Stephen Kozeniewski thought he was joking when he said:My takeaway from this post is that I should e-mail Janet personally when my next book comes out.
And sure enough Stephen has a book coming out, and was smart enough to tell me about it. I swam over to Amazon to check it out.
Now, dystopian fiction isn't really what I read for fun, but the premise sounded interesting.
And then I saw Stephen's author bio:
About the AuthorStephen Kozeniewski (pronounced "causin' ooze key") lives with his wife and two cats in Pennsylvania, the birthplace of the modern zombie. During his time as a Field Artillery officer, he served for three years in Oklahoma and one in Iraq, where due to what he assumes was a clerical error, he was awarded the Bronze Star. He is also a classically trained linguist, which sounds much more impressive than saying his bachelor's degree is in German.
I thought this was hilarious. And very nicely written.
A well-written author bio gave me confidence there would be a well-written book. I clicked "buy" and got a copy.
What this means for you: Your author bio is part of your promotion plan. It's not something to just dash off at the last minute.
EVERYTHING--snout to tail-- counts for promotion. You want an author bio that's charming (like Stephen's) because it could be the difference between someone buying a book they're not sure they'll like when the author sound like a nice, funny guy.
Once I started reading I knew I'd made the right choice. This line in particular:
"You're pretty needy for a corpse," Toomey said.
I don't want you to obsess about this to the point where it stymies your writing, but if you devote a couple of minutes a day to things like your author bio, and your 25 word answer to "what is your book about?" and you think about getting a good author photo before you have 24 hours to provide one, well, you'll be happier and your promotion will be more effective.
Promotion is a VERY long game. You want to have as much prepared as possible.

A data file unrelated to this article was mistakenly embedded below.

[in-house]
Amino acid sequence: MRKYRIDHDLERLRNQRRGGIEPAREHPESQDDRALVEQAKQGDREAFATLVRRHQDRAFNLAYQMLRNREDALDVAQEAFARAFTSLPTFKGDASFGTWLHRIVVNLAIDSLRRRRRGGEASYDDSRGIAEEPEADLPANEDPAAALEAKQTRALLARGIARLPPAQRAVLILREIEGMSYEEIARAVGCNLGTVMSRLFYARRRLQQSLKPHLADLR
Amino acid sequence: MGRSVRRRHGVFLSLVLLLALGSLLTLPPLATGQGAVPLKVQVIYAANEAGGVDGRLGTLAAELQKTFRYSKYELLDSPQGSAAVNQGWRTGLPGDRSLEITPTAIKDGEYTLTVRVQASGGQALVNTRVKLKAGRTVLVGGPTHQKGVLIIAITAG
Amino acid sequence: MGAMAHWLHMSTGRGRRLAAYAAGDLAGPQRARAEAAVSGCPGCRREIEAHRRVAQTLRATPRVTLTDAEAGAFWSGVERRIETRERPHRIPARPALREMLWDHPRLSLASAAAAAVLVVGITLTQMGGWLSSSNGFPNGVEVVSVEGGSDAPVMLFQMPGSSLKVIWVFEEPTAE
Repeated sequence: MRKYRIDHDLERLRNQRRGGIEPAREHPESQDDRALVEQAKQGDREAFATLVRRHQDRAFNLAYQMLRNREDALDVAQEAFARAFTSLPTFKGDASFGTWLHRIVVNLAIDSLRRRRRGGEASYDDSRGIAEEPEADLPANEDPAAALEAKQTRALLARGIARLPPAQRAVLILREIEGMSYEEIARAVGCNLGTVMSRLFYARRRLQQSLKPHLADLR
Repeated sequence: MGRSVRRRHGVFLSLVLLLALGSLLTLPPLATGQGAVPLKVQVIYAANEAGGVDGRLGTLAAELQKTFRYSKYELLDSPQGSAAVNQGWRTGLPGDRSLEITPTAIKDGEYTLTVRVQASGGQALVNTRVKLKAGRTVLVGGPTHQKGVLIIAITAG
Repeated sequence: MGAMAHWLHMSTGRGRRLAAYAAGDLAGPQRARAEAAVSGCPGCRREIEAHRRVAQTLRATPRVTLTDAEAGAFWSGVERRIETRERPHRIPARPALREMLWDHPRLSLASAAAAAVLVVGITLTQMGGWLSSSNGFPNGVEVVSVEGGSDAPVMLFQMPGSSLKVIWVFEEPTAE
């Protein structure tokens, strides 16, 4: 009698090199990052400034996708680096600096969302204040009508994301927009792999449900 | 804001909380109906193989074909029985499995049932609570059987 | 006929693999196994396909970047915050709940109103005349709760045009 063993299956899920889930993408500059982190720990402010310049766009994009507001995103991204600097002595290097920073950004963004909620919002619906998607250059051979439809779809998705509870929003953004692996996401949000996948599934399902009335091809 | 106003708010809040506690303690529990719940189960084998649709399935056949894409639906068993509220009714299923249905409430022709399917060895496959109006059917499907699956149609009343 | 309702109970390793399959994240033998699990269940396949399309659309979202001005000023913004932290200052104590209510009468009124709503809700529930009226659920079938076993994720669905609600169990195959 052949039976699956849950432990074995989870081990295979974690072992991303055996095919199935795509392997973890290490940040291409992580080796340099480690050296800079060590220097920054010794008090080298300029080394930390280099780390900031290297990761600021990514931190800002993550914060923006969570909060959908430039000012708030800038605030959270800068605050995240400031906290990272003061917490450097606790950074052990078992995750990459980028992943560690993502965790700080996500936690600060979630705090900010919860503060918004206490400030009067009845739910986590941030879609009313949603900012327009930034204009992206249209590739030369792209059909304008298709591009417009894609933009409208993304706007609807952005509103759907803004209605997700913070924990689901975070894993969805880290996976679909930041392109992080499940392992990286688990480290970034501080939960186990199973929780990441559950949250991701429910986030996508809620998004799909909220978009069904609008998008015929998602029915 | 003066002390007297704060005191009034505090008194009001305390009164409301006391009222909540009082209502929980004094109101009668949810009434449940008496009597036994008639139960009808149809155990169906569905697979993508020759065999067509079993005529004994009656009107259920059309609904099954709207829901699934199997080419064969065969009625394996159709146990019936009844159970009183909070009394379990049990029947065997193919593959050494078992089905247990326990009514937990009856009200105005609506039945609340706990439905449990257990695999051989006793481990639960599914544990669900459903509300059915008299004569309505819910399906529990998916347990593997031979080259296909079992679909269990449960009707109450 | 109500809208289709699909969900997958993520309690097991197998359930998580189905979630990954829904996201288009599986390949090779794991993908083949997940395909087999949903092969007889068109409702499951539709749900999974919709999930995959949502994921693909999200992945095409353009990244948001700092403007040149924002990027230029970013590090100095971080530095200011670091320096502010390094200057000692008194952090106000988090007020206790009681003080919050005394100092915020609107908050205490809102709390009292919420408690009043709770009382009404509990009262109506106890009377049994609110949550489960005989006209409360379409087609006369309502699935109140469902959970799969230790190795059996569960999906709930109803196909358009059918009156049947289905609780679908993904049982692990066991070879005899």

1. Your mailing list. (Don't have one? START ONE)
2. Cleaning your mailing list. By cleaning I mean you look at it and remove duplicates. You weed out non-working emails. You make sure the right people are on it. And the right people are OFF it. I NEVER buy books from people who send "hey y'all" emails. As you can see, I DO buy books when it says "Dear Janet."
3. Prepping your email list platform. Do you use a mailing list platform like MailChimp? You should. Sign up and figure out how it works NOW.
4. Cleaning up your website. Does it have contact info? Does it have broken links? Does it have info on your published books?
5. Does the contact page on your website list your twitter handle and Facebook page if you have them? Does it list your agent?
6. Googled your name lately? What pops up first? I hope it's not someone else. If it IS you might think of adding an initial or a middle name to your author name (Loretta Sue Ross, Stephanie Jaye Evans) or taking a new name entirely (every Stephen King who wants to be a writer who isn't THAT Stephen King.) You can't do that if your name is already printed on the book!
One of the best ways to think about this is to look at OTHER author's website to see what they do and if it works or not.
Promotion doesn't go from zero to sixty in five seconds flat without a helluva lot of hard work under the hood before you hit the Go pedal.
Now, off to read Every Kingdom Divided.